Radar has been the go-to in the automotive world for years, and has been used in several forms of advanced driver assistance systems (ADAS), but lidar holds the promise of increased safety. Blind-spot monitoring systems use radar to detect vehicles before a lane change, adaptive cruise control uses radar to maintain a consistent distance between two vehicles on the road, and automatic emergency braking systems use radar to stop a vehicle before it makes contact with an obstacle.
From an article in Autoweek by Chris Teague.
Lidar promises to improve on those features with more accurate environment mapping and quicker processing from the rapid-fire nature of the systems. Because of its 360-degree capabilities, lidar should improve the accuracy and quality of safety alerts.
How Lidar Works with AVs
First, it’s important to note that, currently, autonomous or self-driving vehicles don’t exist for sale to everyday consumers. Vehicles such as those from Tesla or Super Cruise-equipped Cadillacs offer the ability to ride hands-free for extended periods of time, but do so only in extremely limited circumstances, such as on highways and interstates.
When self-driving vehicles do eventually make their way into the wild on a large-scale basis, the amount of data needed and the speed at which it needs to be collected is staggering. In order to piece together a decision-making process that is anywhere remotely near the level of complexity that a human brain can manage, autonomous vehicles need to have an accurate and real-time picture of the world around them. This is especially true in urban environments, where human drivers encounter other people, animals, and a variety of vehicles in a short period of time.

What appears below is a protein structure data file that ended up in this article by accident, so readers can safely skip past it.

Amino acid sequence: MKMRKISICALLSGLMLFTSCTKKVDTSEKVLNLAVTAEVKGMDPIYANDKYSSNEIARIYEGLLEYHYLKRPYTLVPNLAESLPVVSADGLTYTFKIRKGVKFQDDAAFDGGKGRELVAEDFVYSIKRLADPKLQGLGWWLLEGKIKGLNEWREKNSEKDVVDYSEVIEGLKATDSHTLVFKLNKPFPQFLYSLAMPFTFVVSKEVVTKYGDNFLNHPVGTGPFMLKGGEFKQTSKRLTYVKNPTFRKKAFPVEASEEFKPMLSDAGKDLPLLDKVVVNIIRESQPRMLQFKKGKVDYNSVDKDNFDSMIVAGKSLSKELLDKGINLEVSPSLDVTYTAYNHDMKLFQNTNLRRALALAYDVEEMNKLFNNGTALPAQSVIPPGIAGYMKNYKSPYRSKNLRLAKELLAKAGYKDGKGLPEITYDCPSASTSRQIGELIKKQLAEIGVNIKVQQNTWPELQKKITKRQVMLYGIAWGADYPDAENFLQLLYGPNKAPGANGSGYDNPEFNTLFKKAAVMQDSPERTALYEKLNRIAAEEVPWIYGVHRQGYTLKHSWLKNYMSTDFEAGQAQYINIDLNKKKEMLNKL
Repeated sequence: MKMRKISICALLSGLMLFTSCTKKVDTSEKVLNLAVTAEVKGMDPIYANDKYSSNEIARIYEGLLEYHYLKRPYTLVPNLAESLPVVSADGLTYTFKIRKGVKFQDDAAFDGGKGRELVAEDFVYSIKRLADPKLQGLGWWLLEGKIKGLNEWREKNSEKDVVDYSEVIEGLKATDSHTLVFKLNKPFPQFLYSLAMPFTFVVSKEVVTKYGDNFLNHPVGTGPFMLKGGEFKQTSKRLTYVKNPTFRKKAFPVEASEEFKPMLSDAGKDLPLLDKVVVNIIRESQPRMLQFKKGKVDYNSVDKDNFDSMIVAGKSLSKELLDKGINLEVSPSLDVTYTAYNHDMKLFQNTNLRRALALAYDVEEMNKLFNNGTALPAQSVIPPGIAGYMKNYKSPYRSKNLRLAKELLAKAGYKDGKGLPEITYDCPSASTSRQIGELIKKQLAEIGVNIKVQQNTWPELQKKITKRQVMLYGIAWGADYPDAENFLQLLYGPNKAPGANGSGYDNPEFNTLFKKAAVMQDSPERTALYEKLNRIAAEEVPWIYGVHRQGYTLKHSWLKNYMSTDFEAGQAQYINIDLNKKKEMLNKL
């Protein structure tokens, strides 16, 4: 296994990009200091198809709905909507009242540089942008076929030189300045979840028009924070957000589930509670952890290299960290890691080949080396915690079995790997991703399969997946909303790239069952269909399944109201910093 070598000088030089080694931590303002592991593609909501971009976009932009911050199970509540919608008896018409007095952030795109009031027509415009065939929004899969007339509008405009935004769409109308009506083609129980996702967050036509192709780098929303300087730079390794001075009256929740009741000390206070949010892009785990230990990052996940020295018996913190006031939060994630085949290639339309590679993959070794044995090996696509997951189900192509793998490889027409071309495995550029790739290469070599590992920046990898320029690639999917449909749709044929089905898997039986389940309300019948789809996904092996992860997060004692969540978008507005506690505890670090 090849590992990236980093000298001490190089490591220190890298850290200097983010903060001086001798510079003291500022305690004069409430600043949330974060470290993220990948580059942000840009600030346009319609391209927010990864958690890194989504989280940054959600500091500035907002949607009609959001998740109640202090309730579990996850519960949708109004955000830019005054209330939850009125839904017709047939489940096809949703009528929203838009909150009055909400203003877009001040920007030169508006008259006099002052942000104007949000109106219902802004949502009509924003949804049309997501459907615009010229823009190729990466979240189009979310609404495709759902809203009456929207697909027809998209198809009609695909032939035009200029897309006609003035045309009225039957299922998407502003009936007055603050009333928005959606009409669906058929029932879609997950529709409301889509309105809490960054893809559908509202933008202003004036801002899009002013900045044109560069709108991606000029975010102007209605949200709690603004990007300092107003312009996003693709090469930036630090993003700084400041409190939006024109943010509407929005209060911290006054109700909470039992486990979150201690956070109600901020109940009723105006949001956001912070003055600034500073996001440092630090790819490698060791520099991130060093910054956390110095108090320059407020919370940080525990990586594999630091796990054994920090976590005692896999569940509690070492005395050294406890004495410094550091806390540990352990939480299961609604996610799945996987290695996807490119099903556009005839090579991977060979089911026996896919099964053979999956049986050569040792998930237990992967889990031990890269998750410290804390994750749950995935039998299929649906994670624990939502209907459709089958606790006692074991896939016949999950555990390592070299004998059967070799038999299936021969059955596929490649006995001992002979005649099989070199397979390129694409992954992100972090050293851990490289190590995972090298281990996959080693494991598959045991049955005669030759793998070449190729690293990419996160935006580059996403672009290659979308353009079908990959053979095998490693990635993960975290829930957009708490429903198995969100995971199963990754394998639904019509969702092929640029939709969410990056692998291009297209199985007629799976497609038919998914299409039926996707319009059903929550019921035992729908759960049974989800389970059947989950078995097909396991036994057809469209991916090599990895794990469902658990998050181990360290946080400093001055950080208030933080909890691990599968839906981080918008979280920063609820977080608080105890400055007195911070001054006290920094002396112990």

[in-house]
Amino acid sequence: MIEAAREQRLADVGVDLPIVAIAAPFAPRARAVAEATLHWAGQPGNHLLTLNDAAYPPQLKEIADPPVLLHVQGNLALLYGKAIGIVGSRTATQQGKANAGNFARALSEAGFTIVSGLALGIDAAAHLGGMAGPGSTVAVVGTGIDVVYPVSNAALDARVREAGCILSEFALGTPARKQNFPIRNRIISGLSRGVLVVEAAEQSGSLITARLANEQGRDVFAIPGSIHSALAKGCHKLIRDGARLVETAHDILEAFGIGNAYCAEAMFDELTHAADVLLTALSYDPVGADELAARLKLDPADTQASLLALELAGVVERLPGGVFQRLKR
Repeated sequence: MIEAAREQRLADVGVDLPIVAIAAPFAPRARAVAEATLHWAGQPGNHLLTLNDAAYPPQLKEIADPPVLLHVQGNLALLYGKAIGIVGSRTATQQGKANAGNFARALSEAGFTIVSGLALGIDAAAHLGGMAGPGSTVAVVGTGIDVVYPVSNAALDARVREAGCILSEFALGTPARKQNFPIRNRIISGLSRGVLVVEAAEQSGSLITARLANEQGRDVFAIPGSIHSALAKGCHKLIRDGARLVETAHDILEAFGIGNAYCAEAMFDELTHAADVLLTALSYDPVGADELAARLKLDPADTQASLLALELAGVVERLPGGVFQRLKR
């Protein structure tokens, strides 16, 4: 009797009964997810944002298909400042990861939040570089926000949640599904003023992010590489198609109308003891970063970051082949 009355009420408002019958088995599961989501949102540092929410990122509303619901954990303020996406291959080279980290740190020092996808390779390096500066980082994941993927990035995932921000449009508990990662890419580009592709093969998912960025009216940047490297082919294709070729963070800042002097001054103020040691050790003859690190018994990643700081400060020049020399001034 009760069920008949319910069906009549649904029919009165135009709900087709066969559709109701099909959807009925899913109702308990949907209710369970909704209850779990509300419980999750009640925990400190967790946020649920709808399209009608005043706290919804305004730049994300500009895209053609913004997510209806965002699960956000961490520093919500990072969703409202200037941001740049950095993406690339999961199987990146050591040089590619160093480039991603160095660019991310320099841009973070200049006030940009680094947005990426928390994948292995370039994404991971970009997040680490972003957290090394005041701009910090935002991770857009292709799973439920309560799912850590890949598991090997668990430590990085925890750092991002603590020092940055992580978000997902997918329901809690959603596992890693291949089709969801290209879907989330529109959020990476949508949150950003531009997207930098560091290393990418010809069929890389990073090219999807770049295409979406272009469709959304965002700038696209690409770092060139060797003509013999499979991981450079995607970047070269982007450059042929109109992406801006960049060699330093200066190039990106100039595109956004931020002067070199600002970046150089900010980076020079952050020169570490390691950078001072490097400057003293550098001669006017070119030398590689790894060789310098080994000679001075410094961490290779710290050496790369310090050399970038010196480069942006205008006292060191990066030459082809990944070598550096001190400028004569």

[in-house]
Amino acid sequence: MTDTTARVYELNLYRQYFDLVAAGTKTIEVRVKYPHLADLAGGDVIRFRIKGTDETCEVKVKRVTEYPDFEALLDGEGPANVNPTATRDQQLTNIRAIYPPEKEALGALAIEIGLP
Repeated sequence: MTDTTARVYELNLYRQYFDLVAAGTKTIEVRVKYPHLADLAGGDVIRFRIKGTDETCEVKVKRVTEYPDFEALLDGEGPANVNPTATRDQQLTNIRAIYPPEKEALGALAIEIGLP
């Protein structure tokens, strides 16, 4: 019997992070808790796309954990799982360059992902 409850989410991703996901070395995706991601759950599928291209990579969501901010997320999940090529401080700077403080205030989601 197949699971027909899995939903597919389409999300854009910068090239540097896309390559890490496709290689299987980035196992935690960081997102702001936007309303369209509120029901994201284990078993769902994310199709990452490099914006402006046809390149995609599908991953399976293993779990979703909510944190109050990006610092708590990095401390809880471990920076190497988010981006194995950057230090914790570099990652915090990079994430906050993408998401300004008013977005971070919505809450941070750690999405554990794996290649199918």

What Are the Downsides?
Lidar is considered to be the standard for many companies working on autonomous vehicles, but the technology is not fully accepted by all automakers. Tesla and its founder Elon Musk have been critical of lidar as the driver for AV awareness, because the technology is only re-creating an image of its surroundings, rather than getting a visual representation of what’s going on. An example of this is with small obstacles in the road. Lidar is more than capable of identifying that there is something in the road that needs to be avoided, but is not able to tell exactly what it’s looking at. To lidar, a balloon floating in the center of the road looks exactly the same as a large rock, so there are times when a non-threat is treated with outsized importance and times when a real threat may not be recognized as such. In a vacuum, this isn’t a tremendous problem, but in the real world it’s far from ideal to have a vehicle misunderstanding what it’s looking at.
Tesla argues, as do others, that using a vision-based system with cameras can achieve the same awareness that a lidar system brings, but with the added level of security that comes from pictures of the actual environment. Tesla’s systems use cameras and learn over time, which makes them more able to deal with unpredictable environments. That functionality, combined with the fact that cameras are currently far less expensive than lidar, has led some to question the need for expensive sensors.
The answer to which sensor or camera is going to be the best for autonomous vehicles is more complicated than determining whether or not a vehicle can “see.” The tests being conducted have so far mostly been performed in limited and somewhat controlled environments that don’t completely represent the conditions that an AV might see on a daily basis.
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